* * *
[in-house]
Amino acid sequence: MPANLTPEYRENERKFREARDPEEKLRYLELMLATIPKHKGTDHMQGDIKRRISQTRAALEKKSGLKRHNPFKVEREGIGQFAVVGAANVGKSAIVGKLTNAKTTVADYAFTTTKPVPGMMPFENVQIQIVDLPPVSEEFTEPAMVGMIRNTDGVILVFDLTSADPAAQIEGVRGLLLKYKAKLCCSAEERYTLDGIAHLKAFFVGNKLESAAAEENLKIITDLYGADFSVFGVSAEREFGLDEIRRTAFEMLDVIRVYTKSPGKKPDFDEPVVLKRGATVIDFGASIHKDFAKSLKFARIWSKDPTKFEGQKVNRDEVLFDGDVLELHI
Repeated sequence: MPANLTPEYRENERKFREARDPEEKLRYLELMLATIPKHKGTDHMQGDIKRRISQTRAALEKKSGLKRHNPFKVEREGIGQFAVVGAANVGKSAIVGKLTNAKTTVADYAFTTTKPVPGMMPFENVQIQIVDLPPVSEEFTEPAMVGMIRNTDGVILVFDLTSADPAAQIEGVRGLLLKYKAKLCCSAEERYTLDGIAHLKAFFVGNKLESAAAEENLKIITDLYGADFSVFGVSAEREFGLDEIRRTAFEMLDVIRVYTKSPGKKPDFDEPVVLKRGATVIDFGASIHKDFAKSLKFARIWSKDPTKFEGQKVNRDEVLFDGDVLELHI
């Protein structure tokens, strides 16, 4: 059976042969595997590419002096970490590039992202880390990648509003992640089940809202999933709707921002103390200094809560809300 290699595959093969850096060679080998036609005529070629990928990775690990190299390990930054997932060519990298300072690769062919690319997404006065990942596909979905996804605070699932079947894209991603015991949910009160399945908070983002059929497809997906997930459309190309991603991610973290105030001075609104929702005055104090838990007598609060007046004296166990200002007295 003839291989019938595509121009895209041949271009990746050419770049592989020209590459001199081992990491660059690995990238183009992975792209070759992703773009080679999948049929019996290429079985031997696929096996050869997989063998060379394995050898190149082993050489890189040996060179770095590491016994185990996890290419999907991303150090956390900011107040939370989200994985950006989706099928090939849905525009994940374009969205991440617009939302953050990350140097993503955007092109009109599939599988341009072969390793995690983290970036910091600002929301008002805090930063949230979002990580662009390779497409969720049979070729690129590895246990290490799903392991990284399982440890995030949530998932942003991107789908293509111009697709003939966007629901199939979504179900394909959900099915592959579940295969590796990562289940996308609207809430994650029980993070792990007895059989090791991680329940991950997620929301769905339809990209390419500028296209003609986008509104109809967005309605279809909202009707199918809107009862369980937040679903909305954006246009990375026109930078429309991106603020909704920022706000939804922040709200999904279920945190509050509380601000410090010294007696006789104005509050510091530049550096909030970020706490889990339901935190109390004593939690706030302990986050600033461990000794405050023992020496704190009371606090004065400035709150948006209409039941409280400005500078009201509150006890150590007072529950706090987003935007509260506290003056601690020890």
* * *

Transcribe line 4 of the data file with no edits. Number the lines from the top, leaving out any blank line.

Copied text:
């Protein structure tokens, strides 16, 4: 059976042969595997590419002096970490590039992202880390990648509003992640089940809202999933709707921002103390200094809560809300 290699595959093969850096060679080998036609005529070629990928990775690990190299390990930054997932060519990298300072690769062919690319997404006065990942596909979905996804605070699932079947894209991603015991949910009160399945908070983002059929497809997906997930459309190309991603991610973290105030001075609104929702005055104090838990007598609060007046004296166990200002007295 003839291989019938595509121009895209041949271009990746050419770049592989020209590459001199081992990491660059690995990238183009992975792209070759992703773009080679999948049929019996290429079985031997696929096996050869997989063998060379394995050898190149082993050489890189040996060179770095590491016994185990996890290419999907991303150090956390900011107040939370989200994985950006989706099928090939849905525009994940374009969205991440617009939302953050990350140097993503955007092109009109599939599988341009072969390793995690983290970036910091600002929301008002805090930063949230979002990580662009390779497409969720049979070729690129590895246990290490799903392991990284399982440890995030949530998932942003991107789908293509111009697709003939966007629901199939979504179900394909959900099915592959579940295969590796990562289940996308609207809430994650029980993070792990007895059989090791991680329940991950997620929301769905339809990209390419500028296209003609986008509104109809967005309605279809909202009707199918809107009862369980937040679903909305954006246009990375026109930078429309991106603020909704920022706000939804922040709200999904279920945190509050509380601000410090010294007696006789104005509050510091530049550096909030970020706490889990339901935190109390004593939690706030302990986050600033461990000794405050023992020496704190009371606090004065400035709150948006209409039941409280400005500078009201509150006890150590007072529950706090987003935007509260506290003056601690020890």